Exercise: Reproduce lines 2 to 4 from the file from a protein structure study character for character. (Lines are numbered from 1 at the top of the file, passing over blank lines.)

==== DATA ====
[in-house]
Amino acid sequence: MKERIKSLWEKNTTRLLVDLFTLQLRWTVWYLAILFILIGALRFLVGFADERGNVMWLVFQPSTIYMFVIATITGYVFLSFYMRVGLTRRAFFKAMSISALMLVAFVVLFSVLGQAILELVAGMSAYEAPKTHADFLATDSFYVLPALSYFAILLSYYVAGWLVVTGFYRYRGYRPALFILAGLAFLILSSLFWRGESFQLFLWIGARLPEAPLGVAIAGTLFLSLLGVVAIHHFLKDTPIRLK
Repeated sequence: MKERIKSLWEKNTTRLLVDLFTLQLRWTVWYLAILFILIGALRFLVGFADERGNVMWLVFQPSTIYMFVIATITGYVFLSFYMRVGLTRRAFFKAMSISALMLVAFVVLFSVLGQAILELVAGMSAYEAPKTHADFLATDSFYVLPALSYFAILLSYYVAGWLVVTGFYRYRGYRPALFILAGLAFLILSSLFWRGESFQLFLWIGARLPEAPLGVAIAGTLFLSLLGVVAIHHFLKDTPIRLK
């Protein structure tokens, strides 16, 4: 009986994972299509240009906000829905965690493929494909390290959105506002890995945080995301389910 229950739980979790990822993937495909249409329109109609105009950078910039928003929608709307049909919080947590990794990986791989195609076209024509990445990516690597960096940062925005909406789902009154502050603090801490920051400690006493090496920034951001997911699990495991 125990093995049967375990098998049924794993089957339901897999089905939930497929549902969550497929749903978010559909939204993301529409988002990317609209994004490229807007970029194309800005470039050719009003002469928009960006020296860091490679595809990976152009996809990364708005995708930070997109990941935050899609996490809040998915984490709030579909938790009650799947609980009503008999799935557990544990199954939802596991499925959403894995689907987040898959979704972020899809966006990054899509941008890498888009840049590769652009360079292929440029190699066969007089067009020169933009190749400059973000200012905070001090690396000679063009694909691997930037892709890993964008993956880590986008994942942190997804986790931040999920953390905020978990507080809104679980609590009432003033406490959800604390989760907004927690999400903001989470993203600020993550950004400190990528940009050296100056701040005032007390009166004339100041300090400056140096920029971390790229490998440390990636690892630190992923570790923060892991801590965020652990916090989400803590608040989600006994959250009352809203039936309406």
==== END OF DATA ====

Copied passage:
Amino acid sequence: MKERIKSLWEKNTTRLLVDLFTLQLRWTVWYLAILFILIGALRFLVGFADERGNVMWLVFQPSTIYMFVIATITGYVFLSFYMRVGLTRRAFFKAMSISALMLVAFVVLFSVLGQAILELVAGMSAYEAPKTHADFLATDSFYVLPALSYFAILLSYYVAGWLVVTGFYRYRGYRPALFILAGLAFLILSSLFWRGESFQLFLWIGARLPEAPLGVAIAGTLFLSLLGVVAIHHFLKDTPIRLK
Repeated sequence: MKERIKSLWEKNTTRLLVDLFTLQLRWTVWYLAILFILIGALRFLVGFADERGNVMWLVFQPSTIYMFVIATITGYVFLSFYMRVGLTRRAFFKAMSISALMLVAFVVLFSVLGQAILELVAGMSAYEAPKTHADFLATDSFYVLPALSYFAILLSYYVAGWLVVTGFYRYRGYRPALFILAGLAFLILSSLFWRGESFQLFLWIGARLPEAPLGVAIAGTLFLSLLGVVAIHHFLKDTPIRLK
């Protein structure tokens, strides 16, 4: 009986994972299509240009906000829905965690493929494909390290959105506002890995945080995301389910 229950739980979790990822993937495909249409329109109609105009950078910039928003929608709307049909919080947590990794990986791989195609076209024509990445990516690597960096940062925005909406789902009154502050603090801490920051400690006493090496920034951001997911699990495991 125990093995049967375990098998049924794993089957339901897999089905939930497929549902969550497929749903978010559909939204993301529409988002990317609209994004490229807007970029194309800005470039050719009003002469928009960006020296860091490679595809990976152009996809990364708005995708930070997109990941935050899609996490809040998915984490709030579909938790009650799947609980009503008999799935557990544990199954939802596991499925959403894995689907987040898959979704972020899809966006990054899509941008890498888009840049590769652009360079292929440029190699066969007089067009020169933009190749400059973000200012905070001090690396000679063009694909691997930037892709890993964008993956880590986008994942942190997804986790931040999920953390905020978990507080809104679980609590009432003033406490959800604390989760907004927690999400903001989470993203600020993550950004400190990528940009050296100056701040005032007390009166004339100041300090400056140096920029971390790229490998440390990636690892630190992923570790923060892991801590965020652990916090989400803590608040989600006994959250009352809203039936309406």